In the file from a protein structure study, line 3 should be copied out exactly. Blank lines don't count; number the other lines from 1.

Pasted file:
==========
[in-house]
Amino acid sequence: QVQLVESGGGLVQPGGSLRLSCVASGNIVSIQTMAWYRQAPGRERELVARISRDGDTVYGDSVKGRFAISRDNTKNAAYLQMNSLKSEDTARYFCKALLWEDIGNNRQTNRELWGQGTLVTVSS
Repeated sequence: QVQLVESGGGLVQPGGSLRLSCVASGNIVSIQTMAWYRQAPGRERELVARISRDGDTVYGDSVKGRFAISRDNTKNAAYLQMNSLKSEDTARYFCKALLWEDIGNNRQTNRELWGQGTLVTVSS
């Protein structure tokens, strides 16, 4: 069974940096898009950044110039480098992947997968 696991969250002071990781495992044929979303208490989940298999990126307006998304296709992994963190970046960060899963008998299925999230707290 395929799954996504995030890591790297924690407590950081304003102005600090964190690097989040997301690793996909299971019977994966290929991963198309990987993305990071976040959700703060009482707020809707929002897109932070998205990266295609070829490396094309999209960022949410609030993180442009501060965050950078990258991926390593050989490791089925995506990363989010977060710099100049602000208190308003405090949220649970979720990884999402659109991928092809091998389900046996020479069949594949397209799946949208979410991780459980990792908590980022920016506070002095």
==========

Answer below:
Repeated sequence: QVQLVESGGGLVQPGGSLRLSCVASGNIVSIQTMAWYRQAPGRERELVARISRDGDTVYGDSVKGRFAISRDNTKNAAYLQMNSLKSEDTARYFCKALLWEDIGNNRQTNRELWGQGTLVTVSS